Image courtesy of freedigitalphotos.net by Salvatore Vuono,
However, there is a small and growing movement toward churches where there are no age- or gender-segregated programs, and where families worship together. This church model is called the family-integrated church. In this article, I want to give you a list of benefits of attending a family-integrated church.
1. In the family-integrated church, families worship together. Have you ever taken your child to Sunday School, and, upon picking them up ask, "What did you learn today?" only to get stutters and ums, and mentions of silly games or yummy snacks they ate, and little to no information about what they actually studied during their time at church? In the family-integrated church model, since families worship together, parents know what their children are hearing, and the family is learning the same things at the same time. Sermon topics become conversation topics during the week, where parents have a chance to extrapolate on the sermon, bringing the message down to their level and helping children internalize what they have already heard on Sunday.
2. In the family-integrated church, children see that faith matters to their parents. There came a point in our church life where my kids were in one classroom, I was in the mother's room with a crying baby, my toddler was in the nursery, and my husband was alone in the church. We weren't learning the same things, and frankly, we didn't know what our kids were learning, and we assumed they weren't capable of understanding what we were learning (not true). Our faith walks were totally separate from one another. In the family-integrated church model, children sit with their parents, they see their parents worshipping, praying, and fellowshipping, and they see other adults and children doing the same. If our faith matters to us, in this church model, it'll be obvious to our children. Children look to see what matters to their parents, and those same things will matter to them. Actually physically seeing you make God a priority, will impact the faith of your children.
3. There is more unity in a family-integrated church. I'm sure this is not true of all family-integrated churches, but the very nature of doing church as whole family units lends itself to more unity within the greater body of Christ. You get to know whole families, as opposed to a more traditional church model where you might get to know the person sitting next to you and your child might make a friend with someone whose parents you've never met. Doing church together, means getting to know families in their natural state. This lends itself to deeper relationships between the members of the church body.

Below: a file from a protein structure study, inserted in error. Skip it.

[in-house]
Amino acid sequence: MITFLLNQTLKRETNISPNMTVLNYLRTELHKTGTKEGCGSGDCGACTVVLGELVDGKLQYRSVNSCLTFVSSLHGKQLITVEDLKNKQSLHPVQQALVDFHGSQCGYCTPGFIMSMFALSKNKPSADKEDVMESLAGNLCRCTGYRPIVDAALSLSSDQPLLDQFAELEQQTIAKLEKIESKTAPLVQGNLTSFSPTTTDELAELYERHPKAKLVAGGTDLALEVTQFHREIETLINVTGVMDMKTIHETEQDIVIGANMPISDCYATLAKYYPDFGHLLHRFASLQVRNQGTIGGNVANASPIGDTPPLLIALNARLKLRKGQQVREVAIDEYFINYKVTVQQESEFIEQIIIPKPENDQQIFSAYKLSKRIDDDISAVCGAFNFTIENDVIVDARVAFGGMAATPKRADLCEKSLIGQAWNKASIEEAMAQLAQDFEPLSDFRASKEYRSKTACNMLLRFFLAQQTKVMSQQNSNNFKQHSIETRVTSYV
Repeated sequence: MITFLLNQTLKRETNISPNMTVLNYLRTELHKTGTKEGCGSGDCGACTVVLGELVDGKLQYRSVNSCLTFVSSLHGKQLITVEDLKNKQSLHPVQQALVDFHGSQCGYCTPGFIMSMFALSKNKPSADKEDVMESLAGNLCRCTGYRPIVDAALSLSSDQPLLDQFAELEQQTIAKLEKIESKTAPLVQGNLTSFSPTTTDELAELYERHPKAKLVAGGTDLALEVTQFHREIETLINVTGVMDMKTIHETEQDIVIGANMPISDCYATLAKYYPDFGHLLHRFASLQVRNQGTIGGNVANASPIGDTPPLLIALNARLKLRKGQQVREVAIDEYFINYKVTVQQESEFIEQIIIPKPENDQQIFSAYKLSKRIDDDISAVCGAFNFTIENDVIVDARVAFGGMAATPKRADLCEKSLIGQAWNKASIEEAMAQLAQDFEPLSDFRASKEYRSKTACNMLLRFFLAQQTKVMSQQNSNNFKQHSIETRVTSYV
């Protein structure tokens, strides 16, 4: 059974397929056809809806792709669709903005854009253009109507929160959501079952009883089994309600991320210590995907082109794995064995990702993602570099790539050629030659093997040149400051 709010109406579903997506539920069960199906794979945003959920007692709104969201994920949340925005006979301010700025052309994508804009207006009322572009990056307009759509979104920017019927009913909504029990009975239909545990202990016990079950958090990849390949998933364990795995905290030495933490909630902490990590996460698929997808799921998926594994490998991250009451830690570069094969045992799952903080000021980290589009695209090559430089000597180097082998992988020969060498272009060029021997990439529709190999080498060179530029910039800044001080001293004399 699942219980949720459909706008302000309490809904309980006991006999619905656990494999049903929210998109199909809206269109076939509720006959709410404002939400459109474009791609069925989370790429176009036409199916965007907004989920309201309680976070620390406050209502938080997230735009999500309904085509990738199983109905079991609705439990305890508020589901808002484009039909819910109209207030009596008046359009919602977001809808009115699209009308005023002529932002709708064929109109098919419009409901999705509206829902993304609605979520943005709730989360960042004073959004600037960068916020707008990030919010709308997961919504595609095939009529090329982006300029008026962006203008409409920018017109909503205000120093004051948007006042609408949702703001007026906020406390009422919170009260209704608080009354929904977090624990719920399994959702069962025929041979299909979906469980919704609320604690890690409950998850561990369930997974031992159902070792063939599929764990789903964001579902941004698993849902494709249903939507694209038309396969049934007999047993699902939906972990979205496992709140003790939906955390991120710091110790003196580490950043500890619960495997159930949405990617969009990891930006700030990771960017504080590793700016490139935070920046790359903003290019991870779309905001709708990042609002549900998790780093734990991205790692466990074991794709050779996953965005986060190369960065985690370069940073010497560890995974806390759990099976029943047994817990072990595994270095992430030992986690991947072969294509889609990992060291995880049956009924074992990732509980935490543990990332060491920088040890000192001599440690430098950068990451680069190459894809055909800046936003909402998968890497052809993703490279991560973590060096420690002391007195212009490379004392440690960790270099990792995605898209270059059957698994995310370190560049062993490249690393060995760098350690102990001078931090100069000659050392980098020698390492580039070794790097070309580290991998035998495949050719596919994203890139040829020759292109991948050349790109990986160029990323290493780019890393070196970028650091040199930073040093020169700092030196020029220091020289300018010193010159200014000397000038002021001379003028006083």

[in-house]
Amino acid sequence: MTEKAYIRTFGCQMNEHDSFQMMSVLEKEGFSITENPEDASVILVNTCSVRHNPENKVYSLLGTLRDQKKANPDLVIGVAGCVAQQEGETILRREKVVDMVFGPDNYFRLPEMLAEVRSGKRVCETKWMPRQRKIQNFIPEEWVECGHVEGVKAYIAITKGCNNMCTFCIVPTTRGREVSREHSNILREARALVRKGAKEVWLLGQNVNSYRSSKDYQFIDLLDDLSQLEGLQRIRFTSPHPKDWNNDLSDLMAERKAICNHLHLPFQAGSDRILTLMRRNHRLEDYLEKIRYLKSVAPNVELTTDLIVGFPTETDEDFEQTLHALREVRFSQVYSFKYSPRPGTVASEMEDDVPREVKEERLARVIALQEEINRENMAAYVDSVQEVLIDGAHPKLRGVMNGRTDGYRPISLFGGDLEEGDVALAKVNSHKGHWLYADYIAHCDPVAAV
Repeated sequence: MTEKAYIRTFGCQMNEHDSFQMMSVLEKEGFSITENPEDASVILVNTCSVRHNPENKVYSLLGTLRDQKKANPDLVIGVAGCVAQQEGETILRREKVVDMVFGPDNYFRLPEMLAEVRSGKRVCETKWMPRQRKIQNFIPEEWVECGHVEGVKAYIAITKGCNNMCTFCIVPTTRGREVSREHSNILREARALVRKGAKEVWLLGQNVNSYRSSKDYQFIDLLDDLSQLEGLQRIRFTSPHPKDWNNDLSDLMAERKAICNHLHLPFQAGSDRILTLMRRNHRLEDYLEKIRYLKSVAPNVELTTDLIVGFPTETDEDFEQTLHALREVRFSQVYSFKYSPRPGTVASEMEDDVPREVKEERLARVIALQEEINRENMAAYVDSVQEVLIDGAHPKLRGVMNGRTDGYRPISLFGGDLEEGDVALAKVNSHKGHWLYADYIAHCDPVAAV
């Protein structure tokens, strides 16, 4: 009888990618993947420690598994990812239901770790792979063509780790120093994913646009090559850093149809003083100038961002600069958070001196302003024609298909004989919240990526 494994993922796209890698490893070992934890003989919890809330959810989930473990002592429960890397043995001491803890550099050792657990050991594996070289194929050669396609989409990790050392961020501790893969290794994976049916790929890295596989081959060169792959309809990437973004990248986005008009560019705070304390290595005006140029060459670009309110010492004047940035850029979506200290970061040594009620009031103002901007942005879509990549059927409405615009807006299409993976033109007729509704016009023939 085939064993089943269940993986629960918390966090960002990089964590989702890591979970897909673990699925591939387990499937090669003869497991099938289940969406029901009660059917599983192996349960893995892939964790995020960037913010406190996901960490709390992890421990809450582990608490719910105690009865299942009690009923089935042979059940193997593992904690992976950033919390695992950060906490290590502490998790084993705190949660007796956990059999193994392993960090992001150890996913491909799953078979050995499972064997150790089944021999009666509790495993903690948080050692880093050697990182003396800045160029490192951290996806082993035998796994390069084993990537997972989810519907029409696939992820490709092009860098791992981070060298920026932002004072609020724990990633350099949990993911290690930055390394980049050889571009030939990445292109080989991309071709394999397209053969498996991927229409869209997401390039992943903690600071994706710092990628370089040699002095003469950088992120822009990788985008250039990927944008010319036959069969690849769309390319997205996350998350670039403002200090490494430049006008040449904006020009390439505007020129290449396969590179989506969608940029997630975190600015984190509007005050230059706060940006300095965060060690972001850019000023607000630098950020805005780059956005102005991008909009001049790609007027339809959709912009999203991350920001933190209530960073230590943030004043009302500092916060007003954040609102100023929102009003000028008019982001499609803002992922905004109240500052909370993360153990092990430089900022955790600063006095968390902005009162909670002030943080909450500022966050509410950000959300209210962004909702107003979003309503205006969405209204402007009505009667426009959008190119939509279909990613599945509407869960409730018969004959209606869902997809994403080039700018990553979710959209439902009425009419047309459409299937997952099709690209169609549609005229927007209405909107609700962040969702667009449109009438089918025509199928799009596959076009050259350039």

4. Children learn to participate in "real" worship. I want to be very careful how I word this next point, lest anyone think I'm suggesting that children cannot worship without their parents--that is not what I'm saying at all. My point here is that the vast majority of the time Sunday School is more about crowd control and making church "fun" so that children will want to come back, and less about real knowledge and understanding of the matters of the faith. As an example, at our last church, we adults received wonderful teachings from the word of God, but when my husband volunteered in our kid's classes, he said there was literally a 2 to 5 minute mini-lesson, a snack, play time, and singing time. When children are trusted to enter into "big" church, there is a chance for the "bells and whistles" to fall away, and for children to come humbly to the throne of an amazing God, a God whose Son said, "Suffer the little children to come unto to me, for such is the kingdom of heaven".
There are so many benefits to attending a family-integrated church. It has literally changed the dynamics of our family (in unexpected and wonderful ways). Since switching to this church model, I have seen so much spiritual growth in my older children (ages 7 and 8). They may not understand every word of the sermon, but they are taking in more than you would think. Even my 2 and 1 year olds can be caught singing the great hymns of decades past in their baby language. My husband and I are more unified than ever, and as a family, we are so much more engaged in our church body than we have ever been in the past. So if you're thinking about trying a family-integrated church, I encourage you to give it a go. You might just find that you too enjoy worshipping as a family.